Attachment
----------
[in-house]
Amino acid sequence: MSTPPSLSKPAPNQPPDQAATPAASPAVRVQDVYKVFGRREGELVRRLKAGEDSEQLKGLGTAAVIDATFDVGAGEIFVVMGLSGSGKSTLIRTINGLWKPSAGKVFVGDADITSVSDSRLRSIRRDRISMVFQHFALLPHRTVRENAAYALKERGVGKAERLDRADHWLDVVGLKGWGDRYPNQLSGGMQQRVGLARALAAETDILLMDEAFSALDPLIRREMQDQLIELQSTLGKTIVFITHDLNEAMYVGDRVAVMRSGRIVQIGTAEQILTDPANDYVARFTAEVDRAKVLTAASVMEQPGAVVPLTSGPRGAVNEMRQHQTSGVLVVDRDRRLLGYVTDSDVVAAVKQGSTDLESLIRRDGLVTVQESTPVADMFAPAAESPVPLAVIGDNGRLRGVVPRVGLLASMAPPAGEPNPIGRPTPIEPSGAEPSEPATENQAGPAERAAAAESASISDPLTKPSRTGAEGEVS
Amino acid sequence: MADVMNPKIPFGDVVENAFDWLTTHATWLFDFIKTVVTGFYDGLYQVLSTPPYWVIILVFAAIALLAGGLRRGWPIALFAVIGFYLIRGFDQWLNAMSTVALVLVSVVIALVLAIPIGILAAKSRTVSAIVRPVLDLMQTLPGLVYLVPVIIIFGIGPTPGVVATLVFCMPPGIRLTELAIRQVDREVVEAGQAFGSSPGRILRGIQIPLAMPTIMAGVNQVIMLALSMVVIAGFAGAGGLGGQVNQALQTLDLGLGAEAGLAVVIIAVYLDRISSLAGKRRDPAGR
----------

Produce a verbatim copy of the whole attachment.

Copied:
[in-house]
Amino acid sequence: MSTPPSLSKPAPNQPPDQAATPAASPAVRVQDVYKVFGRREGELVRRLKAGEDSEQLKGLGTAAVIDATFDVGAGEIFVVMGLSGSGKSTLIRTINGLWKPSAGKVFVGDADITSVSDSRLRSIRRDRISMVFQHFALLPHRTVRENAAYALKERGVGKAERLDRADHWLDVVGLKGWGDRYPNQLSGGMQQRVGLARALAAETDILLMDEAFSALDPLIRREMQDQLIELQSTLGKTIVFITHDLNEAMYVGDRVAVMRSGRIVQIGTAEQILTDPANDYVARFTAEVDRAKVLTAASVMEQPGAVVPLTSGPRGAVNEMRQHQTSGVLVVDRDRRLLGYVTDSDVVAAVKQGSTDLESLIRRDGLVTVQESTPVADMFAPAAESPVPLAVIGDNGRLRGVVPRVGLLASMAPPAGEPNPIGRPTPIEPSGAEPSEPATENQAGPAERAAAAESASISDPLTKPSRTGAEGEVS
Amino acid sequence: MADVMNPKIPFGDVVENAFDWLTTHATWLFDFIKTVVTGFYDGLYQVLSTPPYWVIILVFAAIALLAGGLRRGWPIALFAVIGFYLIRGFDQWLNAMSTVALVLVSVVIALVLAIPIGILAAKSRTVSAIVRPVLDLMQTLPGLVYLVPVIIIFGIGPTPGVVATLVFCMPPGIRLTELAIRQVDREVVEAGQAFGSSPGRILRGIQIPLAMPTIMAGVNQVIMLALSMVVIAGFAGAGGLGGQVNQALQTLDLGLGAEAGLAVVIIAVYLDRISSLAGKRRDPAGR